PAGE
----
Ralph Willett Miller

1762-99. He was born in New York on 24 January 1762, the only son of a prominent loyalist who had lost a lot of property in the American Revolution, and who subsequently settled in England. Willett was the maiden name of his mother, Martha Willett.

After an education in England and at the Royal Naval Academy Miller began his career in 1778 aboard the Ardent 64, Captain George Keppel, the flagship of Rear-Admiral James Gambier, who at the time was the commander-in-chief in North America, and he saw much boat action inshore. After moving to the Preston 50, Captain William Hotham, he transferred with that ship to the Leeward Islands in the early winter and was present at the Battle of Grenada on 6 July 1779.

Miller commanded the Captain at the Battle of St. Vincent, but was ordered to remain aboard when Commodore Nelson boarded two Spanish first-rates.

He was promoted lieutenant by Admiral Sir George Rodney on 25 May 1781 and joined the Terrible 74, Captain James Ferguson, which was so badly damaged at the Battle of the Chesapeake on 5 September under the command of Captain Hon. William Clement Finch that she had to be destroyed. He returned with Rear-Admiral Sir Samuel Hood’s fleet to the Leeward Islands, fighting at the Battles of St. Kitts on 25 / 26 January 1782 and the Saintes on 12 April, before departing for England in the autumn. On 20 December he joined the Fortitude 74, Captain Hon. Peregrine Bertie, which was paid off shortly afterwards at the peace. During his service in the American War of Independence it was reported that Miller had thrice been wounded in action.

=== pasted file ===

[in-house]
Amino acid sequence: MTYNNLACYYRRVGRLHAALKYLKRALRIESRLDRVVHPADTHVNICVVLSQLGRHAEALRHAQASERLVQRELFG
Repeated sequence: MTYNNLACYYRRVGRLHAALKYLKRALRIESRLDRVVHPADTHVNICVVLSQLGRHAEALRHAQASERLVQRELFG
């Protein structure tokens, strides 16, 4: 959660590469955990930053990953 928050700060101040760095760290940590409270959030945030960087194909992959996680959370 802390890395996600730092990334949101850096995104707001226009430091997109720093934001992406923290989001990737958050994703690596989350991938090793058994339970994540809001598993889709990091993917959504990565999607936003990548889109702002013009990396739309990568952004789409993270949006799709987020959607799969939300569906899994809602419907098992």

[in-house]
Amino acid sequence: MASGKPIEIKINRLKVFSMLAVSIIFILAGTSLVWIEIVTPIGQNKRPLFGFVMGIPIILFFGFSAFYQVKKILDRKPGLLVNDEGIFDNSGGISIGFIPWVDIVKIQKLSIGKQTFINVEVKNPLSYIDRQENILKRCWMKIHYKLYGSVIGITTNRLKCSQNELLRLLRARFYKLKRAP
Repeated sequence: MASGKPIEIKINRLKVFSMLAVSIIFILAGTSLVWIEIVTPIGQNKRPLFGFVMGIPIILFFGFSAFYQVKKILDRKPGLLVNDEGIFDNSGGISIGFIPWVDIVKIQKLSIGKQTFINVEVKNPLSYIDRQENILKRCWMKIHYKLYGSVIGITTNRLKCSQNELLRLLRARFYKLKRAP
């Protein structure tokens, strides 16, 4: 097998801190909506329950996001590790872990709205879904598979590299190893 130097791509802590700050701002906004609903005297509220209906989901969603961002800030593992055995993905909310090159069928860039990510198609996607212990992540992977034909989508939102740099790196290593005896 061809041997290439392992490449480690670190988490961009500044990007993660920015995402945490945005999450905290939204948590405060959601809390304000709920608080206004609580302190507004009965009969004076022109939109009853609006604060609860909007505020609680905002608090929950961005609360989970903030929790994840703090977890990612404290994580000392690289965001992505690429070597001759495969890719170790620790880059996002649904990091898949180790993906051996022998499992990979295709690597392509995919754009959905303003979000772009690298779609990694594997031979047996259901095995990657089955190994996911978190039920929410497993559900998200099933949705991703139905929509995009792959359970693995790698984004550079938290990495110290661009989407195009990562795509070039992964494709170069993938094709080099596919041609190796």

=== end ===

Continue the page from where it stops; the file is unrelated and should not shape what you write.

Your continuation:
In 1793, on the resumption of hostilities with France, Miller joined the Windsor Castle 98, Captain Sir Thomas Byard, flying the flag of Rear-Admiral Phillips Cosby in the Mediterranean. He was present at the occupation of Toulon from August, and he assisted the maverick Captain Sir William Sidney Smith when that officer attempted to destroy the French fleet following the decision to evacuate in December, nearly drowning twice in the operation as well as being almost burned to death when he remained on one vessel to ensure that the fire took hold. When the sequestered French vessel Scipion 74 was set alight off Leghorn shortly afterwards his boat picked up one hundred and forty men from the blazing wreck.

After transferring to Vice-Admiral Lord Hood’s flagship, the Victory 100, Captain John Knight, Miller was engaged both ashore and in the boats at the reduction of Calvi and Bastia during the Corsican campaign which commenced in February 1794. In July he volunteered to lead a fireship assault on the French fleet in the Golfe Jouan after Hood had been unable to bring it to action on 12 June. For this purpose he was promoted commander and appointed to the fireship Poulette 28 on 1 July, however contrary winds and dead calms prevented the attack on five separate occasions and eventually the plan was aborted. He was still commanding the Poulette a year later when the Mediterranean fleet was led by Vice-Admiral William Hotham, and he witnessed the inconclusive Battle of Genoa on 13-14 March 1795. It appears however that Hotham was not enamoured of his efforts and suppressed any possibility of his promotion.

On 12 January 1796, at the behest of the new commander-in-chief, Admiral Sir John Jervis, he was posted captain to the Mignonne 32, which he had previously recommissioned in November on an acting basis, and shortly afterwards he was sent up the Adriatic in command of the recently captured Unité 26 to support the Austrian army’s campaign.